Since the brain is also exposed to the microwaves, changes in auditory functions could be caused by action at the level of the inner ear and/or central auditory pathways. The experiments were aimed at monitoring separately peripheral (by DPOAE measurements) and central auditory functions (auditory brainstem responses) after microwave exposure of the animals.
In the in vivo experiment, groups of eight guinea pigs had their left ear exposed to GSM microwaves and distortion product otoacoustic emissions (DPOAEs) were measured and auditory brainstem response thresholds were monitored.
In vitro, the two organs of Corti of 15 newborn rats were isolated and placed in culture.
Modulation type: pulsed
Exposure duration: repeated daily exposure, 1 h/day, 5 days/week, for 2 months
Modulation type: pulsed
Exposure duration: continuous for 24 h
|Chamber||An eight-compartment setup was constructed from RF absorbing panels avoiding interference among antennas.|
|Setup||Guinea pigs were held in a holding device composed of two sliding-yoke PVC tubes each with a V notch providing a hole for the neck in order to keep the head outside the tube and maintained straight by a sliding ring adjusted over the nose of the animal. The animal body could lie comfortably on a platform inside the tube assembly. The antenna was fixed horizontally at the level of the external auditory canal of the left ear in contact with the edge of the pinna.|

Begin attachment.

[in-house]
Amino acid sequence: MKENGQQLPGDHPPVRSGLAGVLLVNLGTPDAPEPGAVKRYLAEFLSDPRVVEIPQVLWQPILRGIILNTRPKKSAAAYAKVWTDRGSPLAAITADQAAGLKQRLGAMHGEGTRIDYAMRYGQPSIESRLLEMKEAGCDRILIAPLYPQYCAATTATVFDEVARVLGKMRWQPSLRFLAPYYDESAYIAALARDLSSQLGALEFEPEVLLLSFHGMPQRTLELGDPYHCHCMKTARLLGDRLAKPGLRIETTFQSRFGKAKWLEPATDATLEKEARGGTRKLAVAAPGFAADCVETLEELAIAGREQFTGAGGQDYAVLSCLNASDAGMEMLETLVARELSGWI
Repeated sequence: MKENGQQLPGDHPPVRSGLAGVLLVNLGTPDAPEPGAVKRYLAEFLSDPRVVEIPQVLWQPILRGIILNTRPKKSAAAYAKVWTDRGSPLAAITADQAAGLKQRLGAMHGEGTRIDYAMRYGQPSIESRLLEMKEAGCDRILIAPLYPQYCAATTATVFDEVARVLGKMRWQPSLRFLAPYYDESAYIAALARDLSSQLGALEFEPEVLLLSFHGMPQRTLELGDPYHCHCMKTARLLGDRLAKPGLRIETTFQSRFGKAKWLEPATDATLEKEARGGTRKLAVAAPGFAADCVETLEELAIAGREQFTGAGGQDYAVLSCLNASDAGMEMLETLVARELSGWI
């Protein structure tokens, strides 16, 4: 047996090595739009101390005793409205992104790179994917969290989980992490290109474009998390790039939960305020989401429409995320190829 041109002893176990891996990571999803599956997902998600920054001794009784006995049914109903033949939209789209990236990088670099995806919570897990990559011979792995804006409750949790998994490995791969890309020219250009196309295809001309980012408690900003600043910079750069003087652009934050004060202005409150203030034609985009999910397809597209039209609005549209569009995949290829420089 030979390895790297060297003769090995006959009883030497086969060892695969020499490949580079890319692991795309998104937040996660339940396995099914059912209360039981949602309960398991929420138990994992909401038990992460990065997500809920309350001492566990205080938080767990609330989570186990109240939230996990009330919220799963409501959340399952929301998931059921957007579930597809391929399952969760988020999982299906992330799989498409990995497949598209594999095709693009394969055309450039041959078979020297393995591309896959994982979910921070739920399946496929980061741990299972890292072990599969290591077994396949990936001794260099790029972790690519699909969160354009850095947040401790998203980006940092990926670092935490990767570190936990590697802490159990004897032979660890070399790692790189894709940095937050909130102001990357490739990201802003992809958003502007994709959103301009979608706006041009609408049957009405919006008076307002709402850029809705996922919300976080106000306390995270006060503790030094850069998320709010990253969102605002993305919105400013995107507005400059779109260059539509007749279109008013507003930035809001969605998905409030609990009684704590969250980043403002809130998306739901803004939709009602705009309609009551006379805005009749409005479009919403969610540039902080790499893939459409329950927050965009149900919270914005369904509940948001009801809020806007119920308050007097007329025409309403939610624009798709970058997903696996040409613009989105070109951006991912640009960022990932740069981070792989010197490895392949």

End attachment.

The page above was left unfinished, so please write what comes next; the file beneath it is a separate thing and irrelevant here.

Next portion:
|Additional info||Sham exposure took place under the same conditions but in the absence of RF field.|
|Chamber||Two pieces of wire-patch cell (WPC) apparatus (see reference article) were used to expose the organs of Corti (OCs) in Petri dishes. Each WPC was placed in its own incubator for true blind operation.|
|Setup||The WPC consisted of two parallel square metallic plates with the bottom one being powered with RF through a coaxial line passing through the top one. Four poles at the four corners between the plates allowed for optimal tuning of the device.|
|Additional info||For each rat, one OC was exposed, and the other one was sham-exposed.|
The data showed no difference in DPOAE amplitudes or in auditory brainstem response thresholds between the exposed and non-exposed ears/groups.
Corti organs all appeared normal at this stage of development.
These data provided no evidence that microwave irradiation, at the levels produced by mobile phones, caused damage to the inner ear or the auditory pathways in the animals.